Over the course of the next year, we'll be detailing the history of 52 companies that sold branded fishing tackle. 52 trade houses in 52 weeks -- some obscure, some famous, and all available exclusively here on the Fishing for History Blog! If you have any items from the week's entry you'd like to share with us, please send it my way and I'll make sure it makes it on the blog.
For a discussion of what exactly trade tackle is, Click Here. Enjoy the 52 for 52!
One of my goals in 52 for 52 is to show everyone the sheer diversity of fishing tackle sellers in American history. So far, we've covered discount stores, department stores, wholesale hardware concerns, a bookseller, a plumbing supply store, and today, we get a marine hardware company.
This particular company is called Manhattan Marine & Electric Company and it was a staple of the yachting set in New York for eight decades. Founded in December of 1923, Manhattan Marine became "something of a bible for all the ships at sea," as the New Yorker declared in 1979.
And what an institution it was! Filled with all of the latest nautical inventions, as well as all the staples that the well-to-do absolutely needed for their trip around the world. Looking through a Manhattan Marine catalog is like peeking at Santa's list for the nautically minded. Their catalogs were beautiful and revered and many of them that come to market today show consistent use, much like the old Herter's catalogs among hunters and fishermen.
The firm was also a pretty active advertiser. Here are three magazine ads from 1950 and the 1970s.
The kinds of items that Manhattan Marine marked were, of course, nautical in nature, and today can be quite collectable. Below is a catalog cut from 1959 showing their line of very collectable boat lights, and a nifty 1940s yacht clock marked with the firm's name.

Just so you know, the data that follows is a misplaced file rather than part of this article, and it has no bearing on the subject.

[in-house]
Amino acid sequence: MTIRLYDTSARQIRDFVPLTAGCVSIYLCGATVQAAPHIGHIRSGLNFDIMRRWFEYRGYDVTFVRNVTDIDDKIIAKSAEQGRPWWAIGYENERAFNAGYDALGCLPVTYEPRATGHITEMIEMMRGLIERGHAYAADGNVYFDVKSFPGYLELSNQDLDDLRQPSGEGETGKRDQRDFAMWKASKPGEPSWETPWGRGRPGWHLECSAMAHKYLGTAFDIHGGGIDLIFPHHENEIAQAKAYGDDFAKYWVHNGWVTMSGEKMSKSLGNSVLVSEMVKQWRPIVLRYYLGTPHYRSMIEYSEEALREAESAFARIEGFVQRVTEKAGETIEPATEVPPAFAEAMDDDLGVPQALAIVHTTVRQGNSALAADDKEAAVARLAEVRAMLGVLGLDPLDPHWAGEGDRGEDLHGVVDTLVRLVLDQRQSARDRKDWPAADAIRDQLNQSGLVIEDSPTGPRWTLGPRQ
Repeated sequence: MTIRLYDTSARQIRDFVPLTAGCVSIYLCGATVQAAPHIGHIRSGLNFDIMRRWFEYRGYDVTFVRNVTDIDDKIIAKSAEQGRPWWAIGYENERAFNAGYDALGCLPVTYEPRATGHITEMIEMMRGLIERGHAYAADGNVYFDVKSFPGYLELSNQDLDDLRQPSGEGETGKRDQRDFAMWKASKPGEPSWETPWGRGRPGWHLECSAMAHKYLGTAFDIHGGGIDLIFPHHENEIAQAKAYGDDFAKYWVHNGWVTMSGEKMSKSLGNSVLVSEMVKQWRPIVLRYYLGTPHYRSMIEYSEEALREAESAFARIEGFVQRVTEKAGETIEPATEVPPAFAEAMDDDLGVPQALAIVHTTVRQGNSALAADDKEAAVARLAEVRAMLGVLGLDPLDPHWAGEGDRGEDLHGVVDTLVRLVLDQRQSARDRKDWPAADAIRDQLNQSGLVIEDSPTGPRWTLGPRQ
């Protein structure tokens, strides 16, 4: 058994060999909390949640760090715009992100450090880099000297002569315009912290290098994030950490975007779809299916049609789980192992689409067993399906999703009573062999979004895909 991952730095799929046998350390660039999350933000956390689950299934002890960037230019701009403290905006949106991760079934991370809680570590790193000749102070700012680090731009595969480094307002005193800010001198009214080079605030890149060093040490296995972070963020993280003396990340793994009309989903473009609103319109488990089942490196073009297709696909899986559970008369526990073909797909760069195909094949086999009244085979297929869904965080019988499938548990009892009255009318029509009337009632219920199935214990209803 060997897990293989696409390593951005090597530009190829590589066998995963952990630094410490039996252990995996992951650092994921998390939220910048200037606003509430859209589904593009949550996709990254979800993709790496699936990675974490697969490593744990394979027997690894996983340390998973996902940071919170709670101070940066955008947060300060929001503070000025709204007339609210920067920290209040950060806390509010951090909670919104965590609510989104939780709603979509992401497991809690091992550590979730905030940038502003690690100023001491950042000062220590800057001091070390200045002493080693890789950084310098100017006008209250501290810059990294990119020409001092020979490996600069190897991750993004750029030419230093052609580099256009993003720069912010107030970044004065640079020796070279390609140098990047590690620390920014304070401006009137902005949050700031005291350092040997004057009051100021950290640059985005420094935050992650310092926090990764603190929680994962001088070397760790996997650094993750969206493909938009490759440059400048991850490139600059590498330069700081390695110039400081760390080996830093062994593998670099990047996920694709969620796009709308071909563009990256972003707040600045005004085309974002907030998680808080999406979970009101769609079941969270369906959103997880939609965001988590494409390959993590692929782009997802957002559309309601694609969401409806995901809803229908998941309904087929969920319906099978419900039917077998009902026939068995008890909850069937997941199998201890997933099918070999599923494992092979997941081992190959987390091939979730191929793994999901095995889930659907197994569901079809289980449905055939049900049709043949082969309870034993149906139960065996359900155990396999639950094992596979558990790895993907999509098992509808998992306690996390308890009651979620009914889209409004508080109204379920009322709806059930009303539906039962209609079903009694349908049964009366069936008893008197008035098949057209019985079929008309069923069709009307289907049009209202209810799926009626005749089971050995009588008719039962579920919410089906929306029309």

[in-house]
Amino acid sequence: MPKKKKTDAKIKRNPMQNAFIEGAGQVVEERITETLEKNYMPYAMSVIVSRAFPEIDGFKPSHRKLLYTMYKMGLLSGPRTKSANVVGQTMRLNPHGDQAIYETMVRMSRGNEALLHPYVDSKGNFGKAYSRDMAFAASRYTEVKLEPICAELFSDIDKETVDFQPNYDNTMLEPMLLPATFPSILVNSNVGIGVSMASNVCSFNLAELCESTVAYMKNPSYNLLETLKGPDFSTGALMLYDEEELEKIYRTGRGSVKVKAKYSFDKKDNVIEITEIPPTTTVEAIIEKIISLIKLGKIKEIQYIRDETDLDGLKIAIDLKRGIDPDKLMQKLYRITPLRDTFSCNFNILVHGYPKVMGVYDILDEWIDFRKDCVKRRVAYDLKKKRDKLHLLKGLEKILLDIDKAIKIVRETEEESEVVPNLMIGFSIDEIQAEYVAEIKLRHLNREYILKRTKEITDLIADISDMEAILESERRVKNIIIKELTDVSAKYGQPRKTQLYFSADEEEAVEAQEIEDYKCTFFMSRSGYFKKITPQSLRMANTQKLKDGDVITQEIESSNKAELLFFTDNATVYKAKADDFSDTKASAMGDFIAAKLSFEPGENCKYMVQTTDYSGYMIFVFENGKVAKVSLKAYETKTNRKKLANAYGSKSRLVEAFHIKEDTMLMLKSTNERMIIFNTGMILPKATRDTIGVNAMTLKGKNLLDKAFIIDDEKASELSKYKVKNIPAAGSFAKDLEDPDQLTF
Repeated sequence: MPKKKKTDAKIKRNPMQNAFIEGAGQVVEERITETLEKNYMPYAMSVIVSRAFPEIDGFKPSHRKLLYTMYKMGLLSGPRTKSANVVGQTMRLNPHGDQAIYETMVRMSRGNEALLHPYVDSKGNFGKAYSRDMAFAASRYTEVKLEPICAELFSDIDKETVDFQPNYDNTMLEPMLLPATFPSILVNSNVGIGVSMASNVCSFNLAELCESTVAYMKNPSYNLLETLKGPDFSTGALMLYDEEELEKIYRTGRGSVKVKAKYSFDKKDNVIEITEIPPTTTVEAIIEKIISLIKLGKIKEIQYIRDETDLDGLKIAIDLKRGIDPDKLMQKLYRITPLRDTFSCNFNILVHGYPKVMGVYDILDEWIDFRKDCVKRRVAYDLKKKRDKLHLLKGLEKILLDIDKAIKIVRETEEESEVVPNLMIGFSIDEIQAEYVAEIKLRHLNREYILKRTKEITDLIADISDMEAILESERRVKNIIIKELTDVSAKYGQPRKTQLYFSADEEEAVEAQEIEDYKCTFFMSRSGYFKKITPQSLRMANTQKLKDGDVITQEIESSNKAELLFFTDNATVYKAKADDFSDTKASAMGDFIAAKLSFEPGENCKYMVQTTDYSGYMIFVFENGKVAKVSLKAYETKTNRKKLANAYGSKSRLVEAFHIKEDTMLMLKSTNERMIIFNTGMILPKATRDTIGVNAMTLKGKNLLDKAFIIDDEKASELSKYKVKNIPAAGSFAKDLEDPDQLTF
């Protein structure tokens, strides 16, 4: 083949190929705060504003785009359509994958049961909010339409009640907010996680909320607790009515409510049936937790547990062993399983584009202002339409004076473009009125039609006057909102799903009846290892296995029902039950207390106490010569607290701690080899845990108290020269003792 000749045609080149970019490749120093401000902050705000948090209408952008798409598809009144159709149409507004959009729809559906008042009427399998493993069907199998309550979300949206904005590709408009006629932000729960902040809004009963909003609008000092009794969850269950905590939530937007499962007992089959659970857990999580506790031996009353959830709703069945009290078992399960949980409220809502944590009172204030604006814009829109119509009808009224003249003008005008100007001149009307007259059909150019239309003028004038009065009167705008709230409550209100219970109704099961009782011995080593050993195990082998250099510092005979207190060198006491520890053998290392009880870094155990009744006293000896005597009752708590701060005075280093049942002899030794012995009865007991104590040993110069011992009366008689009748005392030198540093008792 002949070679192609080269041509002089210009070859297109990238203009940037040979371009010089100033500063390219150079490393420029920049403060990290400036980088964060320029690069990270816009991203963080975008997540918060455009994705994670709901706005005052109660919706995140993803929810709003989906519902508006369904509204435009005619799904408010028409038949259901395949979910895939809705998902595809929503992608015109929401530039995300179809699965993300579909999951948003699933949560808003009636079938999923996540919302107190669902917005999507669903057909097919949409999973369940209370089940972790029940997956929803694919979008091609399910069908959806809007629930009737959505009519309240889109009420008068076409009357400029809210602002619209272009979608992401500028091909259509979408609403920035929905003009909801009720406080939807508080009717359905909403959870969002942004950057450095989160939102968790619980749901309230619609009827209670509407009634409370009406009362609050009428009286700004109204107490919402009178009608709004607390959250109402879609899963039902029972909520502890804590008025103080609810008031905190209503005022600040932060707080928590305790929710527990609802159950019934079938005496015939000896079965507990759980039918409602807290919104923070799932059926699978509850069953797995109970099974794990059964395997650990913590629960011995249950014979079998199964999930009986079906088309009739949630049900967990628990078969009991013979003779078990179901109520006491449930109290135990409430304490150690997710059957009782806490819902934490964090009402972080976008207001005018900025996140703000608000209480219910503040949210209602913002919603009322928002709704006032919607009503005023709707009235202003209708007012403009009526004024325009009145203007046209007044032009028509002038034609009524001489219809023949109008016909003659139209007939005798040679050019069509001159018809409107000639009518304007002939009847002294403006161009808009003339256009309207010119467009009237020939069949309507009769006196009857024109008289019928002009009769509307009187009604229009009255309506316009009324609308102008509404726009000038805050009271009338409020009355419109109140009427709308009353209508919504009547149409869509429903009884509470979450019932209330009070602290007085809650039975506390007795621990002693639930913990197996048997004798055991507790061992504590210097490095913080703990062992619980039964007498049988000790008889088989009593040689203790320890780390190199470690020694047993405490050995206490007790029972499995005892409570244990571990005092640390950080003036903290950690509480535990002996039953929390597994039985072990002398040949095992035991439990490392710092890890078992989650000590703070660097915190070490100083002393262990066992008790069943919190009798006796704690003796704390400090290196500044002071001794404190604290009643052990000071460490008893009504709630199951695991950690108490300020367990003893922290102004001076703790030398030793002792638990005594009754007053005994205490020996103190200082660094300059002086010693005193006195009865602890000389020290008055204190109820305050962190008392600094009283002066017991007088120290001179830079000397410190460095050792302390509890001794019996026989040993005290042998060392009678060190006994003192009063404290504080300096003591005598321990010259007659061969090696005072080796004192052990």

As for fishing tackle, the firm did not sell a lot of it as it tended to concentrate on the yachting set. However, I have seen two examples of Manhattan Marine branded tackle. The first were saltwater snelled hooks in a Manhattan Martine & Electric envelope. The second, pictured below, is a pair of connected wooden fishing line spools bearing the firm's name.
These spools date from the late 1920s or 1930s and indicate in the early years, the firm likely stocked a broader line of items in order to attract a greater customer base. Once they solidified their position as one of the leading yachting outfitters in the world, it is likely they dropped this line all together. However, they did take out a trade name "Seatest" in the 1950s, which was noted in their application that it could be applied to marine hardware of all kinds "and fishing rod gimbals."
I think Manhattan Marine & Electric fishing tackle is very rare, and it is a nice reminder that many of the companies involved in the boating trade could (and did) transition into fishing tackle sellers, at least for a time.
-- Dr. Todd